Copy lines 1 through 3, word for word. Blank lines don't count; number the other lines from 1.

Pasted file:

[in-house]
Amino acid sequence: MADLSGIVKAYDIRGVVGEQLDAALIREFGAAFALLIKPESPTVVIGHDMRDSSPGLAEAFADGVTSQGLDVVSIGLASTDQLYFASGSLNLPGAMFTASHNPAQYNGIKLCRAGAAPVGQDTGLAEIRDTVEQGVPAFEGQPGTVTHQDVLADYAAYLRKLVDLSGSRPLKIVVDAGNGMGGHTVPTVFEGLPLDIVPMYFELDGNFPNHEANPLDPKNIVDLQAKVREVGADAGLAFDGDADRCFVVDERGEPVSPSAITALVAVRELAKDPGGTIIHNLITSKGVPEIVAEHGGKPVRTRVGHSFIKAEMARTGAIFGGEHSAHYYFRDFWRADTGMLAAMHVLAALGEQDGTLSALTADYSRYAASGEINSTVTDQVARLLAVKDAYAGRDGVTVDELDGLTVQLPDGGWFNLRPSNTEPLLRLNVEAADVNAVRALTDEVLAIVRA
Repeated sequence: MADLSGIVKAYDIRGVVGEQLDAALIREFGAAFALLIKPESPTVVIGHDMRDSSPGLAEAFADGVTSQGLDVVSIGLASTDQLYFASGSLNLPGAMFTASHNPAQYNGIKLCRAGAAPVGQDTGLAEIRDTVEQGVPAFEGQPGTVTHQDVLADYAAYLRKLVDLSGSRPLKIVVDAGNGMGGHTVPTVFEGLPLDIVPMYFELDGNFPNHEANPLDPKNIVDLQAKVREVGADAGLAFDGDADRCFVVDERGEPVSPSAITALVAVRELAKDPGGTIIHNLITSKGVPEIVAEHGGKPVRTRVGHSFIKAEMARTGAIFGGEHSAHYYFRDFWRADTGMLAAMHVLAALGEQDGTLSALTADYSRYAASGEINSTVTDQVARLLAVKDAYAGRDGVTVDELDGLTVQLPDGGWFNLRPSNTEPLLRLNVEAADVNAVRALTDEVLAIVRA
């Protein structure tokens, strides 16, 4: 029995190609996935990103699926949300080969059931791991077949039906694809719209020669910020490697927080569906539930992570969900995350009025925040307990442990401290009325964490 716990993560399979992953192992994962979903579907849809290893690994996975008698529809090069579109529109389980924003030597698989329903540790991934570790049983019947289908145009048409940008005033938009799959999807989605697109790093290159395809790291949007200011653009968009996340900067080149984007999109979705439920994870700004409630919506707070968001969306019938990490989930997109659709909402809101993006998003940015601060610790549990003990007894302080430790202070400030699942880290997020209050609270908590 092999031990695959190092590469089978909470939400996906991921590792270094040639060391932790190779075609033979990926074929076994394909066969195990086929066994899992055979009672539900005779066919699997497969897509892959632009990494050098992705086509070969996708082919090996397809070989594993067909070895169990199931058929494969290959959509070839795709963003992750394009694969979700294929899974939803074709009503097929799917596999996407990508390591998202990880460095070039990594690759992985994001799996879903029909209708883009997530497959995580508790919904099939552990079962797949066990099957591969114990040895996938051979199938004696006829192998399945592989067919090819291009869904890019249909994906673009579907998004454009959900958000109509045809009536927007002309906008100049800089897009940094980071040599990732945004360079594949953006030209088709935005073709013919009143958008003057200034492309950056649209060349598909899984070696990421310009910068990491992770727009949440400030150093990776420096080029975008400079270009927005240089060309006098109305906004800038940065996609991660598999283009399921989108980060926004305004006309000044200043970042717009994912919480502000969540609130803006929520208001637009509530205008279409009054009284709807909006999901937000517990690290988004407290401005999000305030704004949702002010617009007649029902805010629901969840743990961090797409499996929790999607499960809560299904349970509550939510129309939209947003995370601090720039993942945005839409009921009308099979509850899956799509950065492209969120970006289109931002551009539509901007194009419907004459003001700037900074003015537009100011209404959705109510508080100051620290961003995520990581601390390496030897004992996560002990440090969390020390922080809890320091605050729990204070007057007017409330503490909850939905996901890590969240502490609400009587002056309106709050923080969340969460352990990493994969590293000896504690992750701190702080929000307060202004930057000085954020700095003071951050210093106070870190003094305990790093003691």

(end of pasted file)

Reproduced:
[in-house]
Amino acid sequence: MADLSGIVKAYDIRGVVGEQLDAALIREFGAAFALLIKPESPTVVIGHDMRDSSPGLAEAFADGVTSQGLDVVSIGLASTDQLYFASGSLNLPGAMFTASHNPAQYNGIKLCRAGAAPVGQDTGLAEIRDTVEQGVPAFEGQPGTVTHQDVLADYAAYLRKLVDLSGSRPLKIVVDAGNGMGGHTVPTVFEGLPLDIVPMYFELDGNFPNHEANPLDPKNIVDLQAKVREVGADAGLAFDGDADRCFVVDERGEPVSPSAITALVAVRELAKDPGGTIIHNLITSKGVPEIVAEHGGKPVRTRVGHSFIKAEMARTGAIFGGEHSAHYYFRDFWRADTGMLAAMHVLAALGEQDGTLSALTADYSRYAASGEINSTVTDQVARLLAVKDAYAGRDGVTVDELDGLTVQLPDGGWFNLRPSNTEPLLRLNVEAADVNAVRALTDEVLAIVRA
Repeated sequence: MADLSGIVKAYDIRGVVGEQLDAALIREFGAAFALLIKPESPTVVIGHDMRDSSPGLAEAFADGVTSQGLDVVSIGLASTDQLYFASGSLNLPGAMFTASHNPAQYNGIKLCRAGAAPVGQDTGLAEIRDTVEQGVPAFEGQPGTVTHQDVLADYAAYLRKLVDLSGSRPLKIVVDAGNGMGGHTVPTVFEGLPLDIVPMYFELDGNFPNHEANPLDPKNIVDLQAKVREVGADAGLAFDGDADRCFVVDERGEPVSPSAITALVAVRELAKDPGGTIIHNLITSKGVPEIVAEHGGKPVRTRVGHSFIKAEMARTGAIFGGEHSAHYYFRDFWRADTGMLAAMHVLAALGEQDGTLSALTADYSRYAASGEINSTVTDQVARLLAVKDAYAGRDGVTVDELDGLTVQLPDGGWFNLRPSNTEPLLRLNVEAADVNAVRALTDEVLAIVRA